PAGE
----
From Sunday to Tuesday, deep and dark inner recesses of my mind were discovered and battled with, my body (shoulders, elbows, knees, skin and mouth) was wrecked, and my limits were very seriously tested. The recipe was simple: every moment of every day was orchestrated by our exceptional coaches, who filled our time with long, cold swims, seminars, and meals. There was no time to rest or socialize beyond that structure, and no advanced warning of what was coming next. In retrospect, I see the brilliance of the plan: without time to relax and reflect on what we were doing, we weren’t at risk of thinking better of it all. And without knowledge of what was coming next, we had no time to worry or over-think the impossibility of what we were being asked to do.
DAY ONE at-a-glance:
- 7am Pace assessment swim – We spent barely10 minutes in the water so that the coaches could assess the pace of the members of the group. I fell squarely in the middle group: we got yellow caps.
- Breakfast – From our hotel buffet, I had toast and 2 hard boiled eggs.
- Seminars – Basic safety, hypothermia & fatigue, feeding & hydration, drugs, and “the routine.”
- 1 hour swim – Dismissed from the seminars, we were told to be down at the bay in 10 minutes ready to swim. After a quick application of sunscreen and Vaseline, the coaches announced: “Okay everyone, you’re swimming for 1 hour, starting in 45 seconds. Everybody in! Go, go, go.”
- Lunch – Served by the coaches in their apartment, we were instructed to eat, eat, eat. Sandwiches were followed by large Tupperware bins filled to the brim with cookies (biscuits!) and candy bars.
- 2 hour swim – With bellies full of food, we were told to be down at the bay in 20 minutes ready for our second swim. The time of this swim was also announced right as we got in. At the 1 hour mark we practiced feeding on warm Maxim and a “jelly baby.”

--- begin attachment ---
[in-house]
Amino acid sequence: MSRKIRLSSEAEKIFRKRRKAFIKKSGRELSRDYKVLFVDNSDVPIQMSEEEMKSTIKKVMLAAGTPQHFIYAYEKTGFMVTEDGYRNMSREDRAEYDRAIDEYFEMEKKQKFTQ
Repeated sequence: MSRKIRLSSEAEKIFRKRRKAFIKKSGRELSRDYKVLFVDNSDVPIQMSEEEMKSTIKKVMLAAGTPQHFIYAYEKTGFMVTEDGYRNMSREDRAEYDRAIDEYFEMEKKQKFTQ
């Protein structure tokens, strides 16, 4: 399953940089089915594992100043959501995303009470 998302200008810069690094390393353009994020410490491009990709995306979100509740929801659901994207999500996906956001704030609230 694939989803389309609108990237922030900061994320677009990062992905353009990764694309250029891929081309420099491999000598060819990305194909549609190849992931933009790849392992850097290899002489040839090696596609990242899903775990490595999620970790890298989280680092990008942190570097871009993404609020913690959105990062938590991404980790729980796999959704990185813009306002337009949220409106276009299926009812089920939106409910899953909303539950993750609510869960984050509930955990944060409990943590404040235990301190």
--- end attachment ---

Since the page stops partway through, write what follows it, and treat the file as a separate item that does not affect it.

- Seminars – Cold water and weight gain, basic channel swimming necessities, and stroke analysis based on videos taken above water.
- 8pm Dinner – We ate as a group down the bay at a local restaurant.
- 11pm Bed – I was exhausted and concerned about getting enough sleep for tomorrow, but I was determined to blog, so I threw together a post: “Flew to Malta, Started swimming.” Little did I know that I would not find another free moment on the trip.
DAY ONE Seminar highlights
The Cold Water Routine: Pack your bag before every swim in reverse order from what you will need after the swim. When you get out: Routine, routine, routine! You may feel great, but your core temperature is dropping. Immediately dry your top and head. Take off your cap and put on a warm hat. Remove your wet swimsuit (costume!) and put on t-shirt, sweater, and jacket. Then put on dry pants. Your bag needs to be packed perfectly in case you are too cold to dress yourself, and someone else needs to dress you.
Feeding: We were taught how to prepare and mix Maxim, a drink that contains just maltodextrin for “fast and continuous energy.” In addition to Maxim, some feeds include an easy to chew-and-swallow high-calorie treat such as a mini Milkyway bar, something like a chocolate Twinkie, and Jelly Babies (I can’t think of an American equivalent).
Channel swimming and weight gain: Body fat is necessary for successful cold water swimming. Channel swimming aspirants who have a low percentage of body fat, and are “to vain to gain,” (i.e. do not put in the effort to put on 10-15 pounds) are generally unable to make a successful crossing. Swimmers without the body fat are simply less able to maintain a high enough core temperature. A little extra padding goes a long way!